1. The client application creates a DistributedCommand instance and executes a put operation through the PROXY region.
  2. The CacheWriter is invoked and the DistributedCommand is executed locally.
  3. The DistributedCommand is added to the gateway-sender queue for distribution to remote clusters.
  4. The DistributedCommand is distributed and received by a gateway-receiver on a remote cluster.
  5. The DistributedCommand reaches a remote server, where the CacheWriter is invoked and the DistributedCommand is executed locally.

Implementation

  1. Create a DistributedCommand interface.

    public interface DistributedCommand {
       
      void execute();
      default String getName() {
        return this.getClass().getSimpleName();
      }
    }
    
  2. Create as many implementations of the DistributedCommand interface as you need. Below is a dummy example, which does nothing but print “Hello World from ${clientId}!” in the logs.

    public class HelloWorldCommand implements DistributedCommand, Serializable {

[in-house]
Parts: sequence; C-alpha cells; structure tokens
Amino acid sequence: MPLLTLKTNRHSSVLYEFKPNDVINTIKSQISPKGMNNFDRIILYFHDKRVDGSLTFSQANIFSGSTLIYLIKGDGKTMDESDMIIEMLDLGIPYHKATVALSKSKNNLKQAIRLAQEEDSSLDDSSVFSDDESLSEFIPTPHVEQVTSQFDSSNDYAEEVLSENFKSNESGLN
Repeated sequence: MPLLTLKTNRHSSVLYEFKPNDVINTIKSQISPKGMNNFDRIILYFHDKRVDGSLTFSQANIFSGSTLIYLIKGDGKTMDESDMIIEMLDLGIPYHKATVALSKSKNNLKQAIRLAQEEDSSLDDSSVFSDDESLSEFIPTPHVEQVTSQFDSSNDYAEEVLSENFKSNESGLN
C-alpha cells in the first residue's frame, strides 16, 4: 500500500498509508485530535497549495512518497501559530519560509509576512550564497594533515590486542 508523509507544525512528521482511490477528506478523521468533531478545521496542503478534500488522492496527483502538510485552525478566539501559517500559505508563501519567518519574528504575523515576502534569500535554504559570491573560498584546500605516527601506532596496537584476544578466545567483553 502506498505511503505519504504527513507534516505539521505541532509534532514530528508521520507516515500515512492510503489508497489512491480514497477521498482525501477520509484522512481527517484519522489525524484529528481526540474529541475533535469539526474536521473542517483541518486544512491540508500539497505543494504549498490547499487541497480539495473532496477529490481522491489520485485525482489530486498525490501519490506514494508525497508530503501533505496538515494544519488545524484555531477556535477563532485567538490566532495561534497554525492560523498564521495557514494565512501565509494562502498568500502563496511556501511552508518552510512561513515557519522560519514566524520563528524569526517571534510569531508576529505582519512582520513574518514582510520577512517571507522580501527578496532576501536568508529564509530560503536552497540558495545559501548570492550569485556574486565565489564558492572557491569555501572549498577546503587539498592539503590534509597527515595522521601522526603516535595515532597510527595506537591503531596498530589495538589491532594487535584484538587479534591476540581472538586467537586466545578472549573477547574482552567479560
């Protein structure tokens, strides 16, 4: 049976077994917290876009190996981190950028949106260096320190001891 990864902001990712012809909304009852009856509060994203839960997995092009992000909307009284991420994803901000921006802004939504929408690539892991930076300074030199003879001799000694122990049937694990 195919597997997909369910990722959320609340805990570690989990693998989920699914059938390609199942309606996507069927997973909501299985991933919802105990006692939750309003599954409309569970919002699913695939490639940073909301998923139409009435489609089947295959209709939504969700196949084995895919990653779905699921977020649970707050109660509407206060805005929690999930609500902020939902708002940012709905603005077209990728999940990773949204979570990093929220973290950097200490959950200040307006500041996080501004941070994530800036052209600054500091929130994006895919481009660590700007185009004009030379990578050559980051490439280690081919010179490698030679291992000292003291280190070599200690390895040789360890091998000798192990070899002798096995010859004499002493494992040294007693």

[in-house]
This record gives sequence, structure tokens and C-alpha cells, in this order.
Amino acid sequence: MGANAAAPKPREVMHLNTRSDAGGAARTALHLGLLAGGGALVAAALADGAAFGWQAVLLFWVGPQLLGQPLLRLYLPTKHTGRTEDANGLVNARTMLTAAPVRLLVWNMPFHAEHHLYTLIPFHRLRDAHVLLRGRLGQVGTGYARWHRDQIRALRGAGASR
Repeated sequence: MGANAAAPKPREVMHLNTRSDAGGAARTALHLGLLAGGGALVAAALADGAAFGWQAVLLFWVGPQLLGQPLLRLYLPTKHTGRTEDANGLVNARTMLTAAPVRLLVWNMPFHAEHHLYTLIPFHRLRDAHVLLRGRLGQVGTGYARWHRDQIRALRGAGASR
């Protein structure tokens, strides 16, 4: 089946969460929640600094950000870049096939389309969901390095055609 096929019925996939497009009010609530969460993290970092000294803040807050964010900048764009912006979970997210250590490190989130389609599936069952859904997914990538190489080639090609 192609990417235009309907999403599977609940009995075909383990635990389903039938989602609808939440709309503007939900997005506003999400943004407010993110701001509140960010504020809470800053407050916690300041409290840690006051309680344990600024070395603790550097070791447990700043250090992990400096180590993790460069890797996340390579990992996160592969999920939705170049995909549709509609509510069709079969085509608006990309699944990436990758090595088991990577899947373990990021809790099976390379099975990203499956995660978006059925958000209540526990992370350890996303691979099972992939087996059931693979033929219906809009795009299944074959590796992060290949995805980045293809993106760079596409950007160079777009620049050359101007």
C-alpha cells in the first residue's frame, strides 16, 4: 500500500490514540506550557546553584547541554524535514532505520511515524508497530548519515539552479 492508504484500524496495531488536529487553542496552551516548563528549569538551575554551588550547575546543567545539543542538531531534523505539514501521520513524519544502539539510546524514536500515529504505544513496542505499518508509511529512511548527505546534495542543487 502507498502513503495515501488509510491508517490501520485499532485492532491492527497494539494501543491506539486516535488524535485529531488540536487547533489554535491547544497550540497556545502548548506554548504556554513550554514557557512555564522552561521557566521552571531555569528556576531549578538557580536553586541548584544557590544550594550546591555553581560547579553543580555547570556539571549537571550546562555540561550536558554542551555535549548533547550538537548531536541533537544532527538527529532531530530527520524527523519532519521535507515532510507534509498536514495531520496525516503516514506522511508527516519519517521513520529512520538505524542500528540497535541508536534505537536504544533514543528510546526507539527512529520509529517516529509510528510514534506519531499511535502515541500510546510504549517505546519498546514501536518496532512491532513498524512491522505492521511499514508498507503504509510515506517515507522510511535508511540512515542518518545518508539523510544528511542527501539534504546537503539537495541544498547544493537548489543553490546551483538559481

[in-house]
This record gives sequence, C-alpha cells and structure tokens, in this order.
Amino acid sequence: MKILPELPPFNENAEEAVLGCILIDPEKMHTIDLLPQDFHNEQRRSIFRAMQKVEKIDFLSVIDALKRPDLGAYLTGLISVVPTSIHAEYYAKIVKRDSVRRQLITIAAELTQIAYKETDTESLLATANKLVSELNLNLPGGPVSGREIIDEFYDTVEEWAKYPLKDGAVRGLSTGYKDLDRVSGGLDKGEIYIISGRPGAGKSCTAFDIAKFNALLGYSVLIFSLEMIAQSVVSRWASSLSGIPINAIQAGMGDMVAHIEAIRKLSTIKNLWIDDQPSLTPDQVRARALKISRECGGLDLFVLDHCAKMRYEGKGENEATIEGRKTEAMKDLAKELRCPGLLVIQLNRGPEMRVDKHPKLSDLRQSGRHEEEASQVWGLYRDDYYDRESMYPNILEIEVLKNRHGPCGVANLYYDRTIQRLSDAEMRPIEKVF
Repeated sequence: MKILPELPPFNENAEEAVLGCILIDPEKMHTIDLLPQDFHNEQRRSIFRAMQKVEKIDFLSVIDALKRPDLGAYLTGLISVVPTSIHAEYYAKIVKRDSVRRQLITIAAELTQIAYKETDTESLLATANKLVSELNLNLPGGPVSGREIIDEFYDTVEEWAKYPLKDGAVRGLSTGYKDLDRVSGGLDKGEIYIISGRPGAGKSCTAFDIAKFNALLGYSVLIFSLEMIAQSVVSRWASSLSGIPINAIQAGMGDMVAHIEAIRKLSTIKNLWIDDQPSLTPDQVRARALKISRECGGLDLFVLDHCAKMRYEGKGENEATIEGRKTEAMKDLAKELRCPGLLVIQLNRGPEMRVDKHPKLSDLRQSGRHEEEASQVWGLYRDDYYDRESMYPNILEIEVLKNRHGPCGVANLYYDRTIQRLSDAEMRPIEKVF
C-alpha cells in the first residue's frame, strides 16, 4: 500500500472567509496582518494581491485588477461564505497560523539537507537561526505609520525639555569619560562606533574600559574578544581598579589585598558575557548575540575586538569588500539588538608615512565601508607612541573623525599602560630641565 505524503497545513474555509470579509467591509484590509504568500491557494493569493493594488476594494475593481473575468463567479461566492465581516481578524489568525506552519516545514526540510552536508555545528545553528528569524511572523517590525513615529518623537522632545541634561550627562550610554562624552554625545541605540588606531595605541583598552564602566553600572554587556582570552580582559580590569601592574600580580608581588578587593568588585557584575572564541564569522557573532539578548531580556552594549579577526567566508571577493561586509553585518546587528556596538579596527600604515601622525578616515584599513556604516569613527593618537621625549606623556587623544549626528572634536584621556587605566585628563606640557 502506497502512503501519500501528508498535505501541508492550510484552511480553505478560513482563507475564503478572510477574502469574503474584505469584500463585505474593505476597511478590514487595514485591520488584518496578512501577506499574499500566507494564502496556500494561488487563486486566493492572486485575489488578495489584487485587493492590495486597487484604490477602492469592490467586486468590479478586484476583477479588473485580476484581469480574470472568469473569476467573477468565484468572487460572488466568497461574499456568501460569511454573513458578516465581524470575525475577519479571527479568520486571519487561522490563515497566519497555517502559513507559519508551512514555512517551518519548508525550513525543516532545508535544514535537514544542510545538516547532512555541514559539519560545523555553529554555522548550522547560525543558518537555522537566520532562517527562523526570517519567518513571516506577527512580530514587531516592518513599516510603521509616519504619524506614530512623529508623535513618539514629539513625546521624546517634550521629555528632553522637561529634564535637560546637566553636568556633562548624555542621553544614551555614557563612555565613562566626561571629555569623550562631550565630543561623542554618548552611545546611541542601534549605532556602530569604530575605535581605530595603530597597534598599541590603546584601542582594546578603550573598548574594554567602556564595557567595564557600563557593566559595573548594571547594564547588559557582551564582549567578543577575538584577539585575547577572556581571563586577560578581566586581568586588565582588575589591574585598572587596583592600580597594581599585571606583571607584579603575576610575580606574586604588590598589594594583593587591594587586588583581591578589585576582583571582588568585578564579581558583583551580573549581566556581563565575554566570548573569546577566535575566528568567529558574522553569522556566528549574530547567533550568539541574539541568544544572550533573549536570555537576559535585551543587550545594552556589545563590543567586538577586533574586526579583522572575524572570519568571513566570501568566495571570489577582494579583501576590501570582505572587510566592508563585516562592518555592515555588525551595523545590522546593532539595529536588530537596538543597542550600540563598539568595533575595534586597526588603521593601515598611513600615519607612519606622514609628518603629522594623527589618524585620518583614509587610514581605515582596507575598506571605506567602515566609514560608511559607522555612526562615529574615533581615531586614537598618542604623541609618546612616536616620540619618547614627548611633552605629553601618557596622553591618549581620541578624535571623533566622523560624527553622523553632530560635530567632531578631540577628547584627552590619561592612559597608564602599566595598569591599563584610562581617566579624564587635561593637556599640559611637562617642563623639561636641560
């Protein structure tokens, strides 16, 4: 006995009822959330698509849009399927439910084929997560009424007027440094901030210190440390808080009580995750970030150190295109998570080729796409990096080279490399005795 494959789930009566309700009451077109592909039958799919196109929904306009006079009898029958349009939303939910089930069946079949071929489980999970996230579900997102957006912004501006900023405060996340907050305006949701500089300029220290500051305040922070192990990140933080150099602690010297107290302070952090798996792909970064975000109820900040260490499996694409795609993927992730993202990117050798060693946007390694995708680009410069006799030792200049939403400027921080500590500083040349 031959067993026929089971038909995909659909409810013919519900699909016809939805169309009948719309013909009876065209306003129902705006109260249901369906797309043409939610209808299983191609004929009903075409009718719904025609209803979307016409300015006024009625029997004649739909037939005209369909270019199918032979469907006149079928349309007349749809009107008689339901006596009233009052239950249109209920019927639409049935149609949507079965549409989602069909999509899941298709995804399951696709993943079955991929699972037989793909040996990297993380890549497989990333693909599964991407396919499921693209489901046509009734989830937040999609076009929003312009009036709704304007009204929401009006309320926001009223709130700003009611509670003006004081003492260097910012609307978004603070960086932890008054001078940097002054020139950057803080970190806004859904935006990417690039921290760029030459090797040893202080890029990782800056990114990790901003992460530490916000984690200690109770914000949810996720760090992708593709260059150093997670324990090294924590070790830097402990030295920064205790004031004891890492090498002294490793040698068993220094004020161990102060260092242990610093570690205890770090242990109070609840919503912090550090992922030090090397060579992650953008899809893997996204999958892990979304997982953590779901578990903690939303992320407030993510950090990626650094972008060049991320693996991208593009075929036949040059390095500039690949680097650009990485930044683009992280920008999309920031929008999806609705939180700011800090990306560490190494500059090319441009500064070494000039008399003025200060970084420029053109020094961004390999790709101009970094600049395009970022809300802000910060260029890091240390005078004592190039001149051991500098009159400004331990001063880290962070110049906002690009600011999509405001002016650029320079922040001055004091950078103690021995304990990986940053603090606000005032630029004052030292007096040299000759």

private final static transient Logger logger = LogService.getLogger();
      private String clientId;
      @Override
      public void execute() {
        logger.info("Hello World from {}!.", clientId);
      }
    }
    
  3. Create a DistributedCommandCacheWriter, its only purpose is to execute the received command.

    public class DistributedCommandCacheWriter extends CacheWriterAdapter<Long, DistributedCommand> implements Declarable {
      private final static transient Logger logger = LogService.getLogger();
       
      @Override
      public void initialize(Cache cache, Properties properties) {
      }
       
      @Override
      public void beforeCreate(EntryEvent<Long, DistributedCommand> event) throws CacheWriterException {
        DistributedCommand distributedCommand = event.getNewValue();
        logger.info("Executing distributed command {}...", distributedCommand.getName());
        distributedCommand.execute();